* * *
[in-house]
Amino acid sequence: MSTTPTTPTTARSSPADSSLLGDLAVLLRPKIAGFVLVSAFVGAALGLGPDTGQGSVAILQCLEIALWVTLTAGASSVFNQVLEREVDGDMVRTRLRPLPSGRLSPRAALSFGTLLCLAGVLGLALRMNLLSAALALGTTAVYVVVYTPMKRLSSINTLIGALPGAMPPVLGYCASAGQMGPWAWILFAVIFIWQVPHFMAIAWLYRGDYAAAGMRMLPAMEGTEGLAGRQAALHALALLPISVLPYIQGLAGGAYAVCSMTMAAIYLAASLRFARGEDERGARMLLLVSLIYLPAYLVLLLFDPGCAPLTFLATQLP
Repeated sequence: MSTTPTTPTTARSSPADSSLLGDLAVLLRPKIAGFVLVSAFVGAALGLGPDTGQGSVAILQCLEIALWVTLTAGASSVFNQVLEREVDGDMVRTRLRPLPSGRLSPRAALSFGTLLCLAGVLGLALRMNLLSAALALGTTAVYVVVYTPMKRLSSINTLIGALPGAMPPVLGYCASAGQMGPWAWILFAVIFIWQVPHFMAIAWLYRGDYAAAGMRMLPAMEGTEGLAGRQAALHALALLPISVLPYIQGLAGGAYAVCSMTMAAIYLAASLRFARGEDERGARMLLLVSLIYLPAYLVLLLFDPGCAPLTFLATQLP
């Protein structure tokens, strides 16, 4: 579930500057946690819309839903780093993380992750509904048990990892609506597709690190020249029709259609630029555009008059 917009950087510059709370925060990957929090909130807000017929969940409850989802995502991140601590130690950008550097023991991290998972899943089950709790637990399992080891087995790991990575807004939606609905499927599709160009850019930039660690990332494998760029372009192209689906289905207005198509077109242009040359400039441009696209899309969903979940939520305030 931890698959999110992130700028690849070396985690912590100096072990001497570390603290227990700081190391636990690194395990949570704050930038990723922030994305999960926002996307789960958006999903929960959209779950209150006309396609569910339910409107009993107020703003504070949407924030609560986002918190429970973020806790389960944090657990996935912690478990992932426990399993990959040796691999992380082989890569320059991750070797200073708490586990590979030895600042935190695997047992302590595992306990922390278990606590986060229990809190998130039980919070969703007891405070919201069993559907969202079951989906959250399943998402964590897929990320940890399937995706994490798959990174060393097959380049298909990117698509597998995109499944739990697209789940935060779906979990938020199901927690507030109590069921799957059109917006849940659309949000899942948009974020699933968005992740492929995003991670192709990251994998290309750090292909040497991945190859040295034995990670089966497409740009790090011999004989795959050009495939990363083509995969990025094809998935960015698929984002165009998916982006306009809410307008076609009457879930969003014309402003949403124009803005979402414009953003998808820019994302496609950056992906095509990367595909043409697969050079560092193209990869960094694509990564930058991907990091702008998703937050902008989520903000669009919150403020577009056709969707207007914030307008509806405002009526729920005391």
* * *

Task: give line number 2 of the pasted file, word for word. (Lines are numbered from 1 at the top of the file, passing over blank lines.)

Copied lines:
Amino acid sequence: MSTTPTTPTTARSSPADSSLLGDLAVLLRPKIAGFVLVSAFVGAALGLGPDTGQGSVAILQCLEIALWVTLTAGASSVFNQVLEREVDGDMVRTRLRPLPSGRLSPRAALSFGTLLCLAGVLGLALRMNLLSAALALGTTAVYVVVYTPMKRLSSINTLIGALPGAMPPVLGYCASAGQMGPWAWILFAVIFIWQVPHFMAIAWLYRGDYAAAGMRMLPAMEGTEGLAGRQAALHALALLPISVLPYIQGLAGGAYAVCSMTMAAIYLAASLRFARGEDERGARMLLLVSLIYLPAYLVLLLFDPGCAPLTFLATQLP